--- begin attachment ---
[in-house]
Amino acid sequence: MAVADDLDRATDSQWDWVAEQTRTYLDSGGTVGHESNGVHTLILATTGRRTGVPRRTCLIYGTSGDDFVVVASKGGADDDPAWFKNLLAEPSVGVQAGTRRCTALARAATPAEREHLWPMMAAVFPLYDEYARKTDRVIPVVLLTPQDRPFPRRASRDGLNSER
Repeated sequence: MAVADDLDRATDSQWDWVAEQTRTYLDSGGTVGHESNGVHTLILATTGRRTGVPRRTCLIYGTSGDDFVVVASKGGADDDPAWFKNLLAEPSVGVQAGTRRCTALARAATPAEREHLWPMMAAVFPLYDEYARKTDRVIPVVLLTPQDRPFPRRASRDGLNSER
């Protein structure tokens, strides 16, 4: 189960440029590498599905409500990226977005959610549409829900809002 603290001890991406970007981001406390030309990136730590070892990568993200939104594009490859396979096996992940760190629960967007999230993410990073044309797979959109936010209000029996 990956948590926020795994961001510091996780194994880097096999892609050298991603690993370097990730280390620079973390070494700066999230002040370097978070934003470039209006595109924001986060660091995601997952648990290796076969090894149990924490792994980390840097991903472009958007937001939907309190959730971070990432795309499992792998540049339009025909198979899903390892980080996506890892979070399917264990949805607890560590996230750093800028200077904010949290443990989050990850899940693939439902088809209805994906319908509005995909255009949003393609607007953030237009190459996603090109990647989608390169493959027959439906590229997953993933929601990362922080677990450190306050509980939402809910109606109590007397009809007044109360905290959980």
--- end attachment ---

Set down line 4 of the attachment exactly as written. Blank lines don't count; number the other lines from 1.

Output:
């Protein structure tokens, strides 16, 4: 189960440029590498599905409500990226977005959610549409829900809002 603290001890991406970007981001406390030309990136730590070892990568993200939104594009490859396979096996992940760190629960967007999230993410990073044309797979959109936010209000029996 990956948590926020795994961001510091996780194994880097096999892609050298991603690993370097990730280390620079973390070494700066999230002040370097978070934003470039209006595109924001986060660091995601997952648990290796076969090894149990924490792994980390840097991903472009958007937001939907309190959730971070990432795309499992792998540049339009025909198979899903390892980080996506890892979070399917264990949805607890560590996230750093800028200077904010949290443990989050990850899940693939439902088809209805994906319908509005995909255009949003393609607007953030237009190459996603090109990647989608390169493959027959439906590229997953993933929601990362922080677990450190306050509980939402809910109606109590007397009809007044109360905290959980």